15 things you should know before visiting Buenos Aires

March 13, 2017 | Stefanie DiMartino


In Buenos Aires, Portenos (locals) have lunch between 1pm -3pm and then most restaurants close for siesta. Many restaurants are open again by 7pm or 8pm, however, only tourists eat at those hours. To eat with the locals, plan on going to dinner after 9pm; peak hours are between 10pm and 11:30pm.

A mini-meal is eaten around 6pm, it’s called media tarde or merienda, and roughly translates to “afternoon” tea. This normally consists of medialunes (similar to a sweet croissant), tostadas, coffee, tea, mate (an Argentinean drink that tastes like very strong green tea) or beer.

Medialunas from Cafe Tortoni

Another piece to keep in mind is that people take much more time to eat. For example, I went to coffee with a local recently and it was 2 hours. In the U.S. it is rare for coffee to last over an hour. Be ready to relax and enjoy your eating experience because it will not be rushed. 


A standard tip in Argentina is 10% of the bill.  If for some reason the service was very bad, you do not need to tip them at all. If the service was great, they appreciate a tip over 10%. Tips are only in cash. You cannot put it on a credit card.

Waiters serve patrons dining in an outdoor cafe.

You’ll find that the wait staff don’t hover around as much as they do in the United States and you will often need to flag them down (discreetly) for them to come over. They rarely stop by to check and see how everything is going. This is because they don’t want to rush you.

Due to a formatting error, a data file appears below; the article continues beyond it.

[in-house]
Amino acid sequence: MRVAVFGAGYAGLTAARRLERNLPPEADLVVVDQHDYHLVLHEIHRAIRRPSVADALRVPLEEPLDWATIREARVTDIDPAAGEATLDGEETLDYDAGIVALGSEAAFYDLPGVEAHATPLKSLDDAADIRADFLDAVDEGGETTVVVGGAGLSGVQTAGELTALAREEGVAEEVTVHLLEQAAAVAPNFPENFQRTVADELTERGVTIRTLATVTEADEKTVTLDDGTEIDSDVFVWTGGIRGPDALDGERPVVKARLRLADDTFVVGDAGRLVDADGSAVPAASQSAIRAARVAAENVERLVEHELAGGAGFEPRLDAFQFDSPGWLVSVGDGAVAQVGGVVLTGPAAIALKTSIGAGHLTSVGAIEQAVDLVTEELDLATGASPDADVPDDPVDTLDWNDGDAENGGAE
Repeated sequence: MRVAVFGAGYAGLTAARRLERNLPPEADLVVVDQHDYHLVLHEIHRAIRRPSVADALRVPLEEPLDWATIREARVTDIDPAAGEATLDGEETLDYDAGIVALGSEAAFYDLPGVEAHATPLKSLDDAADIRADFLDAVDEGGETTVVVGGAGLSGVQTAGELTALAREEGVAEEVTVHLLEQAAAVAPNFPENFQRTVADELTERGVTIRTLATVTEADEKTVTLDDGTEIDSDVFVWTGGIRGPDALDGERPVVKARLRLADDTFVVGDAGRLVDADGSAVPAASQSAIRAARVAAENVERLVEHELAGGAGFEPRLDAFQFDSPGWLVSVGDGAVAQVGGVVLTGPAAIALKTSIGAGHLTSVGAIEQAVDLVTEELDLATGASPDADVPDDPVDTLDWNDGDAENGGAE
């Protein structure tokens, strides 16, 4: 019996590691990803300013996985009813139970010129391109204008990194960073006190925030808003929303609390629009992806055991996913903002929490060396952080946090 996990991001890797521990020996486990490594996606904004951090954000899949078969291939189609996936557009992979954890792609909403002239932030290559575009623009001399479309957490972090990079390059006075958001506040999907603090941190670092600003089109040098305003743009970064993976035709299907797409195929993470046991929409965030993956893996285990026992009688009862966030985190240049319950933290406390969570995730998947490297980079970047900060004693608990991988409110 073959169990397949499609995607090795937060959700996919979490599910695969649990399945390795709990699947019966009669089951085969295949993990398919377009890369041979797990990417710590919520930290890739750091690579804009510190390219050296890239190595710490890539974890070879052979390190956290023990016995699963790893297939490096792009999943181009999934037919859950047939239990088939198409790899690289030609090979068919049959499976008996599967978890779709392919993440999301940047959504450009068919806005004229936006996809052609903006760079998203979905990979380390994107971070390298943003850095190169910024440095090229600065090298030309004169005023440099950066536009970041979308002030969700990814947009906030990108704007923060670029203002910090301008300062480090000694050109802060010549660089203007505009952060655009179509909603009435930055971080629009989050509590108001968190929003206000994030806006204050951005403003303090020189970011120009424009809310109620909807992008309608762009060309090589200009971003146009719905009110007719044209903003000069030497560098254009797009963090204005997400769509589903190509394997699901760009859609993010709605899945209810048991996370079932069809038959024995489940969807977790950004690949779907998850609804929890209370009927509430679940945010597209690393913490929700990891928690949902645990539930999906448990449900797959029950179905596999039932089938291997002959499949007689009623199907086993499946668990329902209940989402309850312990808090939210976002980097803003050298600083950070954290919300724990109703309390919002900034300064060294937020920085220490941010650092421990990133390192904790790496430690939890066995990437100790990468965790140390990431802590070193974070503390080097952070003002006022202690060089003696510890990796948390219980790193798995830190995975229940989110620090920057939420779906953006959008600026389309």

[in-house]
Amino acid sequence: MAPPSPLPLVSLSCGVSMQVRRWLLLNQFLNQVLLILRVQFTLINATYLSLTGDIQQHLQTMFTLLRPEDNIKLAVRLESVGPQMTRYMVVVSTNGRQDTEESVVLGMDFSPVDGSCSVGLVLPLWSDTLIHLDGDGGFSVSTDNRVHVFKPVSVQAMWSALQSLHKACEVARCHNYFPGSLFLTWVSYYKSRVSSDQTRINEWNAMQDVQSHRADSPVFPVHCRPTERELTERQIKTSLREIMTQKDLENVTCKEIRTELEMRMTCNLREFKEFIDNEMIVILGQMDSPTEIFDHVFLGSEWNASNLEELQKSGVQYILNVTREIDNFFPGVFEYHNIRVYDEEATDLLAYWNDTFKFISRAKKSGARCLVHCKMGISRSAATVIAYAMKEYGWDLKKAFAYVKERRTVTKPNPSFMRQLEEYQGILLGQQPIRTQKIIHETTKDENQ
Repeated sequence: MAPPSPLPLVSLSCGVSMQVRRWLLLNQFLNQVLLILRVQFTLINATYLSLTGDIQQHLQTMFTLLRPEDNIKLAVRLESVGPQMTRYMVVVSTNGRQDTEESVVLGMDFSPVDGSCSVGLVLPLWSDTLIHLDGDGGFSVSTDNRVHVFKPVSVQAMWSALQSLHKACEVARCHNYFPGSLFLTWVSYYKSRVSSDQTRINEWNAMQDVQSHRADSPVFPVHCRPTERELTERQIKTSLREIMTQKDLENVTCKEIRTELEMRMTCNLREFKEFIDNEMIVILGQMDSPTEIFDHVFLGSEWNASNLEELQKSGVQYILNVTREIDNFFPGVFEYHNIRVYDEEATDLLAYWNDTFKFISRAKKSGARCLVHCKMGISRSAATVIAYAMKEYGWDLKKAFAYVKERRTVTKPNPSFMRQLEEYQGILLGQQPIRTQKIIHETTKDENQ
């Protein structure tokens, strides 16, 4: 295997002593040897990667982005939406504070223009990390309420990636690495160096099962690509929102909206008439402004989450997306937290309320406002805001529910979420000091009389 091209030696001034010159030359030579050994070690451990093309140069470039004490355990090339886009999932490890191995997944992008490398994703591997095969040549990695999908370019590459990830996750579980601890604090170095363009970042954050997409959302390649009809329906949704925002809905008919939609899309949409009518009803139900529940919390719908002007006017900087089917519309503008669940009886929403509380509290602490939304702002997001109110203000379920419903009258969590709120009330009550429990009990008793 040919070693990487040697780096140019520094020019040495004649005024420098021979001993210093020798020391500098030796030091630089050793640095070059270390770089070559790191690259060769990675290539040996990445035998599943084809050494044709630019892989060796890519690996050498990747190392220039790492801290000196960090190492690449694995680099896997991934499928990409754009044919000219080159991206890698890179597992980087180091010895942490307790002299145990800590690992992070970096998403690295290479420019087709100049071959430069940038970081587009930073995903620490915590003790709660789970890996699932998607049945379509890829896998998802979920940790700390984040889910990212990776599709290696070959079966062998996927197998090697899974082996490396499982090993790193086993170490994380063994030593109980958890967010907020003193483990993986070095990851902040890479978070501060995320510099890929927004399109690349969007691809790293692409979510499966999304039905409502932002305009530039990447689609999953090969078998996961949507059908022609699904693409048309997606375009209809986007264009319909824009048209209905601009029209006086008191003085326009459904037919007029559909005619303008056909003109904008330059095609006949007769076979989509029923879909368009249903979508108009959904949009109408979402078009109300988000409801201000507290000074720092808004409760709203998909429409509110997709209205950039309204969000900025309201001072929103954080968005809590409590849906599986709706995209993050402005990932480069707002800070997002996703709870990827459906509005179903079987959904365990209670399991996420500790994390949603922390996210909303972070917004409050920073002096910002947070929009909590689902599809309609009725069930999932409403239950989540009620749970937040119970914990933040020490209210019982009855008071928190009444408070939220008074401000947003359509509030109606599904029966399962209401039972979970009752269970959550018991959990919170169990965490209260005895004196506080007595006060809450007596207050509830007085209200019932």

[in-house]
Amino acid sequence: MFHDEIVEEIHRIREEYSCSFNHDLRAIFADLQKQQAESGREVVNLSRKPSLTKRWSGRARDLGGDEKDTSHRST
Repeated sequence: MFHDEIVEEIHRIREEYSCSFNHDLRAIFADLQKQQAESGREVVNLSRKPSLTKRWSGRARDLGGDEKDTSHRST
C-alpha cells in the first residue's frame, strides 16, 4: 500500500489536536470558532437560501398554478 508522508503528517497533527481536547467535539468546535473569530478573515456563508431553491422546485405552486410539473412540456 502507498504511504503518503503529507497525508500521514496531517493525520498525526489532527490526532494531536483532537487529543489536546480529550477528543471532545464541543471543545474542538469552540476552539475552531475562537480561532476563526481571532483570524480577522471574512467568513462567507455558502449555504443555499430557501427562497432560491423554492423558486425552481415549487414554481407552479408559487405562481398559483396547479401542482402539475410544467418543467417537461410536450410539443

The water from the tap is safe to drink in Buenos Aires, however, if you want to be extra safe I recommend buying bottled water. Go to a grocery store to do this as the small vendors will charge much more for small sizes of water. 

Also, during meals at restaurants, it is not common to be served water automatically. You need to ask for it and it is not free. Sometimes the wine is free and the water is charged. When ordering water, waiters will always ask you if you want the water with or without gas. 


Eating on the go in Argentina is a very strange concept to portenos as they prefer to relax and enjoy their meal. You will see no one eating or drinking on the streets, unless it is mate (we’ll get to that next).


As you walk along the streets of Buenos Aires, or anywhere in Argentina, you’ll notice people drinking out of cups (normally carved from a little gourd) with metal straws sticking out of them. This is mate and is practically sacred in Argentina. The native Guarani Indian people called it the “Drink of the Gods”, Argentinean gauchos call it their “liquid vegetable”, and you can’t avoid seeing locals carrying this around. It is an infusion of dried leaves of the yerba mate plant and hot water. Locals drink this all day and share it with friends out of the same cup. It is common to see groups of friends lounging in the park and passing the mate cup back and forth. 

Mate cups sold at a local fair. 

Surprisingly, it is difficult to find it as a menu option at restaurants because locals normally bring it with them. However, if you ask nicely, many restaurants will allow you to sample this tradition. 

Local relaxes in the park while drinking mate.